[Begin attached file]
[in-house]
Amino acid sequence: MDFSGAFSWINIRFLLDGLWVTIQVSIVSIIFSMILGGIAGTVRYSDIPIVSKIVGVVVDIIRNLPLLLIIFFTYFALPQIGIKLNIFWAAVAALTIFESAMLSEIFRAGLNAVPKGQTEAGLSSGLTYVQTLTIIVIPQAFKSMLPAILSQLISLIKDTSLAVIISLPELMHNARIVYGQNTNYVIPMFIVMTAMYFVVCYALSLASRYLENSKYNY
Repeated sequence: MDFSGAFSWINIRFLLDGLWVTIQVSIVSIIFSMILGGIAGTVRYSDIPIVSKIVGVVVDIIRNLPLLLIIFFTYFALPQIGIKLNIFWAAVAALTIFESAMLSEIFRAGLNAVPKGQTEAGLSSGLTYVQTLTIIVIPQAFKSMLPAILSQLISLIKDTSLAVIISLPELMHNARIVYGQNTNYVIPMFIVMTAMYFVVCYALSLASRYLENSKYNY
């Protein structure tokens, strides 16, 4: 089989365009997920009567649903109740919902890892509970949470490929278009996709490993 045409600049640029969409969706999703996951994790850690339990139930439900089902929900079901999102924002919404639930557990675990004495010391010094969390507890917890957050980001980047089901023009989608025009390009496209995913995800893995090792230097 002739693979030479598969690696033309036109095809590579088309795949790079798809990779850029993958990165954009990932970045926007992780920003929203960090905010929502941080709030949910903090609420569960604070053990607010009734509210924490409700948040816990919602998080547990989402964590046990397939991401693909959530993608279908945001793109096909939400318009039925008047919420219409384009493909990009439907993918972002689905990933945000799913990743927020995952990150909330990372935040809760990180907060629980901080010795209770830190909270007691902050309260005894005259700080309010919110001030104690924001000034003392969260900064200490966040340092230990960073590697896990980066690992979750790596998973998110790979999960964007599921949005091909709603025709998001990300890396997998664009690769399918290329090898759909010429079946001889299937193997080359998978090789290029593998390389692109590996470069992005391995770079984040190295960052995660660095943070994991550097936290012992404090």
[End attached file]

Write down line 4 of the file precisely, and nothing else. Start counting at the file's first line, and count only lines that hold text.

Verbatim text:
């Protein structure tokens, strides 16, 4: 089989365009997920009567649903109740919902890892509970949470490929278009996709490993 045409600049640029969409969706999703996951994790850690339990139930439900089902929900079901999102924002919404639930557990675990004495010391010094969390507890917890957050980001980047089901023009989608025009390009496209995913995800893995090792230097 002739693979030479598969690696033309036109095809590579088309795949790079798809990779850029993958990165954009990932970045926007992780920003929203960090905010929502941080709030949910903090609420569960604070053990607010009734509210924490409700948040816990919602998080547990989402964590046990397939991401693909959530993608279908945001793109096909939400318009039925008047919420219409384009493909990009439907993918972002689905990933945000799913990743927020995952990150909330990372935040809760990180907060629980901080010795209770830190909270007691902050309260005894005259700080309010919110001030104690924001000034003392969260900064200490966040340092230990960073590697896990980066690992979750790596998973998110790979999960964007599921949005091909709603025709998001990300890396997998664009690769399918290329090898759909010429079946001889299937193997080359998978090789290029593998390389692109590996470069992005391995770079984040190295960052995660660095943070994991550097936290012992404090």